Middle Eastern heads of state have not tended to create exemplary leadership templates that aspirant rulers elsewhere have sought to emulate. But there is one notable exception: Mustafa Kemal Atatürk. In Atatürk in the Nazi Imagination, Stefan Ihrig argues that the man who created modern Turkey inspired the tyrant who sought to make Germany the hub of a new National Socialist Europe: Adolf Hitler. His argument, based on extensive study of German print media in the 1920s and 30s, is compelling… Ihrig has unearthed an important subject within Second World War scholarship that, strangely, has remained overlooked for many decades. - Gerald Butt, Times Literary Supplement

Fascinating… This is a gap-filling book that’ll be of deep interest to students of both World War II and National Socialism. - Steve Donoghue, Open Letters Monthly

Stefan Ihrig’s brilliant new book Atatürk in the Nazi Imagination demonstrates convincingly that Mustafa Kemal Atatürk’s conquest of Turkey was the most important model for the Nazis’ remaking of Germany, far more so than Mussolini’s 1922 March on Rome, which is usually cited as Hitler’s main inspiration. - David Mikics, The Tablet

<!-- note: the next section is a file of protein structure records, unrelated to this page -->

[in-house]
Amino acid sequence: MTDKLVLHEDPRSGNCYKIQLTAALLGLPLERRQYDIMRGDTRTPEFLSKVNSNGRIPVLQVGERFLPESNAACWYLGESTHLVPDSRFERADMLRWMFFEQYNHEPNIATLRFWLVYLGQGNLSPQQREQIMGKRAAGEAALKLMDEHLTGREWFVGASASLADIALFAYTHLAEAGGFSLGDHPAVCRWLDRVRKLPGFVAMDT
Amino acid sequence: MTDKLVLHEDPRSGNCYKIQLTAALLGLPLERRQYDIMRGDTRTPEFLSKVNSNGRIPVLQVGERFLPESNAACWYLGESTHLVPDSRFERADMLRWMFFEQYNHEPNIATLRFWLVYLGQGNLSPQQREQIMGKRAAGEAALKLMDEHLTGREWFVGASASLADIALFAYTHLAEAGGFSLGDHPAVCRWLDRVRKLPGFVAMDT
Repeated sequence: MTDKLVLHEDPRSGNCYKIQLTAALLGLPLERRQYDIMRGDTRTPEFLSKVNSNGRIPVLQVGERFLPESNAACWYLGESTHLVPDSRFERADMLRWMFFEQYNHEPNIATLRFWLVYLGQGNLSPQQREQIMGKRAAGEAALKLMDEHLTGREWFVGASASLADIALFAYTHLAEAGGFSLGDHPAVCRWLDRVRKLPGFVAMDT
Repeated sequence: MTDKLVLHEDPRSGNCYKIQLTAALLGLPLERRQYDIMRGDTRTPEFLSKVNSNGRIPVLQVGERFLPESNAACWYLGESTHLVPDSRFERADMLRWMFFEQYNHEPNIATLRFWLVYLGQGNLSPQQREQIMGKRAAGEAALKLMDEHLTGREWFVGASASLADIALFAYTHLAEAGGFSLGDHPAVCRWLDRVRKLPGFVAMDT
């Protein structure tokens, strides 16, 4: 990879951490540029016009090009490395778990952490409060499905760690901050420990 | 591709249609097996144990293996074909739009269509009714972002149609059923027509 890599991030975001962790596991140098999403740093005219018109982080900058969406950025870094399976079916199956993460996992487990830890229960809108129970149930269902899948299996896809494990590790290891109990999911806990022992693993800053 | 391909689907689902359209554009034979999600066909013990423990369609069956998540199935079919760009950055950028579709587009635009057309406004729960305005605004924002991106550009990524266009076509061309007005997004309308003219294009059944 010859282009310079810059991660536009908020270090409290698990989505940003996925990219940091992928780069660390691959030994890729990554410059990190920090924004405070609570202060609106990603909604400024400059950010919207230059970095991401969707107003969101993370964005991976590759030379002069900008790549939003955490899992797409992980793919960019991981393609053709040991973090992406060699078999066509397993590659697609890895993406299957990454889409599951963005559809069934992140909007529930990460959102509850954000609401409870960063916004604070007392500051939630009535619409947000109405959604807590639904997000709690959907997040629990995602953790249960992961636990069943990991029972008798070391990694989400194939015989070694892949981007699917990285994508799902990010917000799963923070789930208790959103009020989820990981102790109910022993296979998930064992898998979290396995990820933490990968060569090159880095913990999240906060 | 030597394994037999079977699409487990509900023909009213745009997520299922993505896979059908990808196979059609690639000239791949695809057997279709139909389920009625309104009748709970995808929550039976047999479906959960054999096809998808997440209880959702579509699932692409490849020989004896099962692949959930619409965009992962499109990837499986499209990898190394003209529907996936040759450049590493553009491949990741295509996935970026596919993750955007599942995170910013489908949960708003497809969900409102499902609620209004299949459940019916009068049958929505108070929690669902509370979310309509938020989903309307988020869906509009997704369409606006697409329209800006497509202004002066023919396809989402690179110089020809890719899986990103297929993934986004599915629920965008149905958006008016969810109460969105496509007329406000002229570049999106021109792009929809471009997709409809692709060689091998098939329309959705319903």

Ataturk in the Nazi Imagination by Stefan Ihrig…make[s] fascinating reading and highlight[s] the variety of ways in which the German state sought to subvert the Muslim soldiers’ professional loyalty to the Allied armies in the two wars… [Ihrig] must be lauded for [his] painstaking research in producing [this] highly readable [volume] that include[s] relevant photographs as well. - Muhammad Ali Siddiqi, Dawn

It is Stefan Ihrig’s contention, in his fascinating Atatürk and the Nazi Imagination, that it was Atatürk who in many ways molded and inspired the Nazi enterprise. - Mitchell Abidor, Jewish Currents

[An] insightful, instructive work, a genuinely original contribution to Nazi historiography… Makes us ponder, among so much else, the contribution that Ataturk’s capture and all-encompassing control of his nation and its people made to [Lenin’s, Stalin’s, Hitler’s, and Mussolini’s] evil works. - Martin Rubin, Washington Times

Stefan Ihrig has written a valuable and important book. He has shed light on an overlooked, remarkable, and significant aspect of National Socialism: namely, the prominent role played by Turkey and Kemal Atatürk in the Nazi imagination. This is a notable accomplishment. - Thomas A. Kohut, Weekly Standard